Howie Ursaner built car for Ray Hoy of Model Car & Science. The body was made from painted clear plastic but still features a train type motor, in this case
a Strombecker "Scuttler"
motor. Ursaner was a professional slot car racer by the age of 14 driving for teams Cobra and Russkit.
1965 Ron Quintana Chaparral
Quintana was one of the original members of Team Russkit, the first "Pro" slot racing team. The car used a Vucci-built Russkit 23 motor on a Morrissey early "jail-door" type chassis. In 1965 Russkit embarked on the second of their nationwide tours where they would visit local tracks and take on all comers. Tracks would compete just to play host Team Russkit and the "fast guns" from Inglewood, CA were not often beaten.
In 1965 pin tube body mounting also became a standard.
1966 Mike Morrissey McLaren-Elva
Built by Mike Morrissey and given to Ray Hoy for Model Car & Science the car's road holding was aided through the use of a front mounted diaplane as well as a rear deck spoiler. There were also slots cut in the body to let air escape on an otherwise fairly scale car. Around this time Morrissey was experimenting with the incorporation of 1/16 stainless steel tubing in order to save valuable weight.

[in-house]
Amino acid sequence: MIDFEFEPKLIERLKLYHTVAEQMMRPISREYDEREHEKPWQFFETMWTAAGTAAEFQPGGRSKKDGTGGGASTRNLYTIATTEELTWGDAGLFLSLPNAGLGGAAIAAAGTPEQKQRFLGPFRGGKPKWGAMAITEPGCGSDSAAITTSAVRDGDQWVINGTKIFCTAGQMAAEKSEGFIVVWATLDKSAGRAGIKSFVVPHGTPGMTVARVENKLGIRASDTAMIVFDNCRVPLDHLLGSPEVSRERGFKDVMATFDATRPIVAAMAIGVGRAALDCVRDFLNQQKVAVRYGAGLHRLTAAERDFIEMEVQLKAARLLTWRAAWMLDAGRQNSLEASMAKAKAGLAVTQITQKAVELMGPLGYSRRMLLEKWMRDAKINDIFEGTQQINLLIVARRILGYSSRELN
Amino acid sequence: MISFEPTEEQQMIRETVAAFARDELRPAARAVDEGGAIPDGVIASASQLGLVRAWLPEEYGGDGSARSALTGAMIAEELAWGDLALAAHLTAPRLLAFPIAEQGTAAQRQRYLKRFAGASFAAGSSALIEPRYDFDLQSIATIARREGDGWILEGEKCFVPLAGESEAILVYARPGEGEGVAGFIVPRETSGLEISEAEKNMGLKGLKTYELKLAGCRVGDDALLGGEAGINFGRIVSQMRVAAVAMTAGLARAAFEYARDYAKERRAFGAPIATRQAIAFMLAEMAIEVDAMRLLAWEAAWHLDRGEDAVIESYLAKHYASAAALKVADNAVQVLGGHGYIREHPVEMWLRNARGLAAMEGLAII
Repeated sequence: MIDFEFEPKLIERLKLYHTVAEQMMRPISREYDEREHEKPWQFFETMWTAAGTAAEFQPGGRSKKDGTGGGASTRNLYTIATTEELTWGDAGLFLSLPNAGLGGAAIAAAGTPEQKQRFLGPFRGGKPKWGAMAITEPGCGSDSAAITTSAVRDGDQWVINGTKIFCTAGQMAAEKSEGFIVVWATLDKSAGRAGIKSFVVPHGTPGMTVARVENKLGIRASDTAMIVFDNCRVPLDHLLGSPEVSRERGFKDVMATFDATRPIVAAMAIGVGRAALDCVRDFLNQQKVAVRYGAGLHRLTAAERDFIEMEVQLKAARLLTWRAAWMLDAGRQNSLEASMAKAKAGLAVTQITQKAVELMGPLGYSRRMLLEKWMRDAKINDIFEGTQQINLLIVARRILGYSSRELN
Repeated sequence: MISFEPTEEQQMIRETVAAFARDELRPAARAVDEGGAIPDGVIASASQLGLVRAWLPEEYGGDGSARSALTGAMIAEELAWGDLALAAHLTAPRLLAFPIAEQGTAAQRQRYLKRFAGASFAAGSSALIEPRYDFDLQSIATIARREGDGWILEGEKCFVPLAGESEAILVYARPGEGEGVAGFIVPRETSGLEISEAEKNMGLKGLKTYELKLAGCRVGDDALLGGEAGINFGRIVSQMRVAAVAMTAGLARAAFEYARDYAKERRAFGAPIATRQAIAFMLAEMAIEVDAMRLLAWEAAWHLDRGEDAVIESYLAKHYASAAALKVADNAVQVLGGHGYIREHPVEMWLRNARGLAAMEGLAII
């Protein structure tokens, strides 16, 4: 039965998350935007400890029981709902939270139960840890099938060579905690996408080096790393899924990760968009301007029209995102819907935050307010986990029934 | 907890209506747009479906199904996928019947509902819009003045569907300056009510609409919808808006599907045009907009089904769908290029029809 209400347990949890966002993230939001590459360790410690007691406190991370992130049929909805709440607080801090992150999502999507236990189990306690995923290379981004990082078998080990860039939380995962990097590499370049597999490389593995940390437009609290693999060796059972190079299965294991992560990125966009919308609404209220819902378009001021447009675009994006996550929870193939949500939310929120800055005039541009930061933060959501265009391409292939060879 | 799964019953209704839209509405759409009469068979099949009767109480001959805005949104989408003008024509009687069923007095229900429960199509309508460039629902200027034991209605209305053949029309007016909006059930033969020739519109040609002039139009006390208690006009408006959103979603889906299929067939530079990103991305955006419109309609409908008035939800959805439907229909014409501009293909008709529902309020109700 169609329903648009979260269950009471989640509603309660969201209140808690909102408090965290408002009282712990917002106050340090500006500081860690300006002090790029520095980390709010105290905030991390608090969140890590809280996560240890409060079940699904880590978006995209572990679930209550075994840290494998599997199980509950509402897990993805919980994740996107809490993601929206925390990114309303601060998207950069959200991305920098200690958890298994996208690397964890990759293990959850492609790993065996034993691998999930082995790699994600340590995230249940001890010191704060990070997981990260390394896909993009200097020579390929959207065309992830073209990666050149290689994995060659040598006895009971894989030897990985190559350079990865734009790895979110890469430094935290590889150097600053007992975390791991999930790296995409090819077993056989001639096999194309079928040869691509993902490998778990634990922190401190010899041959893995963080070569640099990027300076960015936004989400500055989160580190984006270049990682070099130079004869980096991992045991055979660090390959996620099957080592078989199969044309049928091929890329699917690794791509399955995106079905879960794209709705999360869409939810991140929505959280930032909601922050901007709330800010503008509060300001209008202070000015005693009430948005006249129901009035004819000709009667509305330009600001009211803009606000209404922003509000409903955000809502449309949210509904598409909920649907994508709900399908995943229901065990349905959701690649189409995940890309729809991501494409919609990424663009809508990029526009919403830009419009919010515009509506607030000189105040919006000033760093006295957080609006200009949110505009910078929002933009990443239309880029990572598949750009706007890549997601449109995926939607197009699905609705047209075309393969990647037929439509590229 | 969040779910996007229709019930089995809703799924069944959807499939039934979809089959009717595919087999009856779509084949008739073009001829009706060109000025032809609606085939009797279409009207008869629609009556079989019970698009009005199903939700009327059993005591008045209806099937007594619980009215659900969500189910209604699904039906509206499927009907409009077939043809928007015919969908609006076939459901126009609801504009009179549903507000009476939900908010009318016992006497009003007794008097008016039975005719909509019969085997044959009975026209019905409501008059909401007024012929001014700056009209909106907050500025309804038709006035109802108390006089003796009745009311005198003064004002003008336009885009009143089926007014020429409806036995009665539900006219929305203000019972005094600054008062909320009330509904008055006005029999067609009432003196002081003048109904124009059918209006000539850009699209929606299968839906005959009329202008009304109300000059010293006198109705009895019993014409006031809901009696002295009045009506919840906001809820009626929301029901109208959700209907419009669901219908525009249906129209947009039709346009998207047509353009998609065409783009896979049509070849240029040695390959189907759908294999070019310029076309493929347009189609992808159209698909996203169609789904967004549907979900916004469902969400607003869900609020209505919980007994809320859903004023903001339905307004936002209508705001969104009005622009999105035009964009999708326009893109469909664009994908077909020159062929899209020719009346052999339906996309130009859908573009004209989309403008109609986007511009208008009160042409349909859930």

Cox's La Cucaracha RTR introduced the Iso Fulcrum hinge.
1966 John Cukras Can-Am
Cukras' Car Model race wining car was powered by a new Mabuchi made can modified by Mura, a prominent West Coast motor builder. Rewound and set up by Frank Taber it sported brass spring posts, complete magnet shims and double strand lead wire. At this time Mura, located in San Leandro, CA was pumping out 700 motors per day. The best tires were no longer black but gray or orange.
1967 Bryan Warmack Lola T70